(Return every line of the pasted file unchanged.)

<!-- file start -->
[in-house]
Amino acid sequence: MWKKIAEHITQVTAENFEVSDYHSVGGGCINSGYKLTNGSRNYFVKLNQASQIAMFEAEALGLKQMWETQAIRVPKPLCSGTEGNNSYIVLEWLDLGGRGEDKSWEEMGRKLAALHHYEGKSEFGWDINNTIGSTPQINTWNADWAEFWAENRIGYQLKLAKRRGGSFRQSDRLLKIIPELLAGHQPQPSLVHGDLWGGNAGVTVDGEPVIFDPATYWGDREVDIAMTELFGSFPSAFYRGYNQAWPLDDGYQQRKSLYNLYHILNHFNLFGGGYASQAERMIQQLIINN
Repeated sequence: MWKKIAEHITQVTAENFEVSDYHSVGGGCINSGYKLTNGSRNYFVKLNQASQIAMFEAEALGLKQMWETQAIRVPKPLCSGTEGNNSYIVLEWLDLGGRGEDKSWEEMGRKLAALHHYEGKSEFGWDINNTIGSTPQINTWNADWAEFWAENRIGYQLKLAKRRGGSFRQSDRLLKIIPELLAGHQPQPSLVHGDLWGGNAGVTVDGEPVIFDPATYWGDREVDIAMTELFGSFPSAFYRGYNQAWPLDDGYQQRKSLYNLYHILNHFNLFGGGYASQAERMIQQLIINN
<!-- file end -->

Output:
[in-house]
Amino acid sequence: MWKKIAEHITQVTAENFEVSDYHSVGGGCINSGYKLTNGSRNYFVKLNQASQIAMFEAEALGLKQMWETQAIRVPKPLCSGTEGNNSYIVLEWLDLGGRGEDKSWEEMGRKLAALHHYEGKSEFGWDINNTIGSTPQINTWNADWAEFWAENRIGYQLKLAKRRGGSFRQSDRLLKIIPELLAGHQPQPSLVHGDLWGGNAGVTVDGEPVIFDPATYWGDREVDIAMTELFGSFPSAFYRGYNQAWPLDDGYQQRKSLYNLYHILNHFNLFGGGYASQAERMIQQLIINN
Repeated sequence: MWKKIAEHITQVTAENFEVSDYHSVGGGCINSGYKLTNGSRNYFVKLNQASQIAMFEAEALGLKQMWETQAIRVPKPLCSGTEGNNSYIVLEWLDLGGRGEDKSWEEMGRKLAALHHYEGKSEFGWDINNTIGSTPQINTWNADWAEFWAENRIGYQLKLAKRRGGSFRQSDRLLKIIPELLAGHQPQPSLVHGDLWGGNAGVTVDGEPVIFDPATYWGDREVDIAMTELFGSFPSAFYRGYNQAWPLDDGYQQRKSLYNLYHILNHFNLFGGGYASQAERMIQQLIINN